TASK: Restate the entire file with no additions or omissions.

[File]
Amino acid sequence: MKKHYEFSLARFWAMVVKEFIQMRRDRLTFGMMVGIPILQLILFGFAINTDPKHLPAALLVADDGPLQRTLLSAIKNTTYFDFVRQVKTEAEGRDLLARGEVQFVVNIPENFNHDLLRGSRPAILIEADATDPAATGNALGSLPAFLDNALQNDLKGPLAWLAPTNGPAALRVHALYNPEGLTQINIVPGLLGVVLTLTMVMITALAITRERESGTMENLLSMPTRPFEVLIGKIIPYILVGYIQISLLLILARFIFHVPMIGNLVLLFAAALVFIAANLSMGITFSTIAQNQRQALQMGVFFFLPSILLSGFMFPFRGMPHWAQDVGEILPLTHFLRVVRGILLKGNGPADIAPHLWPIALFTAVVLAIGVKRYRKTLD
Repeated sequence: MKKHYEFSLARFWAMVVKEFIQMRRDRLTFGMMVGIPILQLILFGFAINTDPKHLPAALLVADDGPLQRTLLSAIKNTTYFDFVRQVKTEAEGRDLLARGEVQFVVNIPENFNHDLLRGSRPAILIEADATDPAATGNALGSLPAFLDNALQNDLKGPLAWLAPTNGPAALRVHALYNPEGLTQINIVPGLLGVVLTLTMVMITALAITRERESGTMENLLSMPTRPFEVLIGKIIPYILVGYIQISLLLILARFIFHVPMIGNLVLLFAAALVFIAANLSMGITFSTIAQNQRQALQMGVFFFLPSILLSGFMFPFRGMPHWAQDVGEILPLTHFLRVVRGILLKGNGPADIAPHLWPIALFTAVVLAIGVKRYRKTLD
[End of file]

Amino acid sequence: MKKHYEFSLARFWAMVVKEFIQMRRDRLTFGMMVGIPILQLILFGFAINTDPKHLPAALLVADDGPLQRTLLSAIKNTTYFDFVRQVKTEAEGRDLLARGEVQFVVNIPENFNHDLLRGSRPAILIEADATDPAATGNALGSLPAFLDNALQNDLKGPLAWLAPTNGPAALRVHALYNPEGLTQINIVPGLLGVVLTLTMVMITALAITRERESGTMENLLSMPTRPFEVLIGKIIPYILVGYIQISLLLILARFIFHVPMIGNLVLLFAAALVFIAANLSMGITFSTIAQNQRQALQMGVFFFLPSILLSGFMFPFRGMPHWAQDVGEILPLTHFLRVVRGILLKGNGPADIAPHLWPIALFTAVVLAIGVKRYRKTLD
Repeated sequence: MKKHYEFSLARFWAMVVKEFIQMRRDRLTFGMMVGIPILQLILFGFAINTDPKHLPAALLVADDGPLQRTLLSAIKNTTYFDFVRQVKTEAEGRDLLARGEVQFVVNIPENFNHDLLRGSRPAILIEADATDPAATGNALGSLPAFLDNALQNDLKGPLAWLAPTNGPAALRVHALYNPEGLTQINIVPGLLGVVLTLTMVMITALAITRERESGTMENLLSMPTRPFEVLIGKIIPYILVGYIQISLLLILARFIFHVPMIGNLVLLFAAALVFIAANLSMGITFSTIAQNQRQALQMGVFFFLPSILLSGFMFPFRGMPHWAQDVGEILPLTHFLRVVRGILLKGNGPADIAPHLWPIALFTAVVLAIGVKRYRKTLD